CSUB turns 50: Celebrating with digital telethons, trivia, and Sir Richard Branson

Maria M. Lopez and Destinee Sims

To celebrate the 50th anniversary of CSU Bakersfield’s establishment, President Dr. Lynnette Zelezny announced on Oct. 1 that the university would be holding its first digital telethon to help raise money to fund students’ education. The school initially opened on Oct. 1, 1970. 

According to CSUB’s website, approximately 70% of students need financial assistance at the CSU Bakersfield and Antelope Valley locations.   

$124,209 was raised through the digital telethon, although the telethons and challenges were only a portion of gifts and awards given to CSUB’s various programs that day.  

In an inspirational speech, President Zelezny was encouraging students to reach their higher educational goals.  

“This is our time,” Zelezny said. 

Some of the challenges that students could complete throughout the telethon included: 

  1. The President’s Challenge: Zelezny challenged the school to raise $15,000 for CSUB, she would donate $50,000 toward student research. This challenge was met.  
  2. The Varner Bros Challenge: They offered a prize of $2,500 to whichever school raised the most money between 11am and 1pm. It was won by the School of Arts and Humanities. 
  3. The Alumni Association Board Challenge: Won by CSUB’s Nursing Department, the gift was won when the 20th donor made gift between 2pm and 4pm. 
  4. The Bynum Inc. Challenge: When the 30th gift was given between 5pm and 7pm, a prize of $2,500 was awarded to the Roadrunner Scholarship Funds.  
  5. 1970 Road Runner Challenge: The CSUB Dream Center was awarded $1,000 from the university of advancement. 

As the telethon continued, CSUB spent the event celebrating the achievements the school has made, as well as bringing in Sir Richard Branson, inspirational speaker entrepreneur. 

John Nilon, Chairman of CSUB foundation Board and master of ceremony of CSUB 50th anniversary, he said was proud to introduce the participants.  Event attendees consisted of faculty members, government officials, staff members, students and alumni that logged on to celebrate CSUB reaching the significant milestone. 

Likewise, Zelezny addressed not only what Kern County has been famous for, but what it has become. 

“Kern County has grown from a land who planted crops in its rich soil to feed the world… And a new crop would be harvested.  The new crop of ideas, knowledge, imagination and scholars,” Zelezny said. 

Honoring the milestones of CSUB’s new harvest was none other than Congressman Kevin McCarthy, an alumnus of CSUB. Congressman McCarthy joined CSUB celebration by asking Branson questions.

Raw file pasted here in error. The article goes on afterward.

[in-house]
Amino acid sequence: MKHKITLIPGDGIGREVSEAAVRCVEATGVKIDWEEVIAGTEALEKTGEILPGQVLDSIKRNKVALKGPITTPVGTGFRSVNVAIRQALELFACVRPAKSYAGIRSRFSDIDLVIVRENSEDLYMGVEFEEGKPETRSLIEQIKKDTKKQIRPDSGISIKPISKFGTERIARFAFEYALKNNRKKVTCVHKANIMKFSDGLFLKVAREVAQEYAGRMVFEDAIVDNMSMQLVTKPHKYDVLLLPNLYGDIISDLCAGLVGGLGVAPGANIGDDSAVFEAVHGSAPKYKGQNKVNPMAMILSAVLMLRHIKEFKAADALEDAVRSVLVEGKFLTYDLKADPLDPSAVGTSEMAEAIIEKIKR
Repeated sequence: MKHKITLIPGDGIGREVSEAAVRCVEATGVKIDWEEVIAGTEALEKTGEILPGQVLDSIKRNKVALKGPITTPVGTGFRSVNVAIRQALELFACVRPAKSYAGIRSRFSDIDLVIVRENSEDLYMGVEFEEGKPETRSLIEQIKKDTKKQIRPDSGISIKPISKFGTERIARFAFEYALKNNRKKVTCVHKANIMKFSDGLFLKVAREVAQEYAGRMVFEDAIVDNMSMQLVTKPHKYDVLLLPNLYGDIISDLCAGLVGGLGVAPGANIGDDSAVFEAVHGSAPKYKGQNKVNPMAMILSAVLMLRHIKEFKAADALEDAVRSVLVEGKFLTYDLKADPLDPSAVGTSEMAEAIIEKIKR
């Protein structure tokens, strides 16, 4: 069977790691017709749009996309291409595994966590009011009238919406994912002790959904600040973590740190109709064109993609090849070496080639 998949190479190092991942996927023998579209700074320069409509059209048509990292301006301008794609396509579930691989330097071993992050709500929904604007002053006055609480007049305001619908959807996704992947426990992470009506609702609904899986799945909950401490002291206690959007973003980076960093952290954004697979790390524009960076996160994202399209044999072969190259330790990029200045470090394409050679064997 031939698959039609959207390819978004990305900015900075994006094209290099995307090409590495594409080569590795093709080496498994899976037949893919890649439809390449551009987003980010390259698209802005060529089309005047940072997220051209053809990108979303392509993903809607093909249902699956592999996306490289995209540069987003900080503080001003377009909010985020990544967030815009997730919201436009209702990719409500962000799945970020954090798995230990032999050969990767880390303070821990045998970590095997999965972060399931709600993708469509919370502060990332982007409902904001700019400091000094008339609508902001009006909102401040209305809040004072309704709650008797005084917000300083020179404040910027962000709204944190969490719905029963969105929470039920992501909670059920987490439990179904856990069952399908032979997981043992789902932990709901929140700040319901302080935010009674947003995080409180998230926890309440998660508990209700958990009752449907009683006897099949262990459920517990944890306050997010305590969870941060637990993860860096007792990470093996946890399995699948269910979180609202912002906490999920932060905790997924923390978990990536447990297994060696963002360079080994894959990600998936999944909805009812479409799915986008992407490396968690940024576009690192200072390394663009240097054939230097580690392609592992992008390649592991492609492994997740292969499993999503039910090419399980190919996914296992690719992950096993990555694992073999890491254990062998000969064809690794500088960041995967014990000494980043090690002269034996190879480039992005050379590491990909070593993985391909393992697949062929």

Branson best known for being the owner of Virgin Airlines, Virgin records, and Virgin Galactic, offered CSUB students advice on how they could create their own successful businesses. 

While discussing his own experiences, Branson credits his success to the magazine, Student, that he started at age 15. His magazines aimed to give students a voice to campaign against the injustices of the times.  

As he said that the first five years of his magazine were rocky, he did not give up. He persevered despite the odds, as he was able to create something that truly meant something. 

“[The] only way a business will be successful is if you create a business that will change other people lives,” Branson said. 

Branson goes on further to say that the key to success is to build a great reputation that people are proud of. In the process, beginning business owners should believe in what they do, surround themselves with positive people, and treat those who work for them well. Employees and bosses should be focused on the mutual exchange of respect and positivity, not respect. 

Tying together all of the advice given, Branson states that as businesses’ grow their foundations, they should expand how they help the community. 

Having used a small business foundation as an example, Branson said the first thing any business owner should do is to ensure their own ability to live a healthy life with sufficient self-care. As a business grows, so should the responsibility of the owner.   

“Put your wealth to good use and give back,” Branson said. 

Branson provided the example that the expansion of a businesses should expand to care for the block, then the neighborhood, then the city, next the state, and so on, until their businesses have helped solve global issues.  

“We can’t be second best. We have to be the best,” Branson said. 

After 55 years in business, Branson said he enjoys his success by helping organizations solve global issues. This includes organizations such as The Elders, co-founding the organization’s modern form with Nelson Mandela in 2007, which work closely together with global leaders to “challenge injustice, and to promote ethical leadership and good governance.”   

These organizations work on climate change, as well as empower people by inspiring and supporting causes. This includes backing them with the influence of important political people. 

One of the more popular subjects Branson addresses is climate change, stating that he is “deeply concerned that the rainforest is being cut in horrendous number.” 

Offering his last bits of advice, Branson encouraged students to continue learning regularly. 

“University education is an insurance policy for students,” Branson said, explaining the importance of reading to “keep informed in everything in life as well.”  

Overall Branson said it takes hard work, creativity, encouragement, help, and resilience to become successful, illuminating the similarities between his advice and how Runners carried CSUB to its 50th anniversary.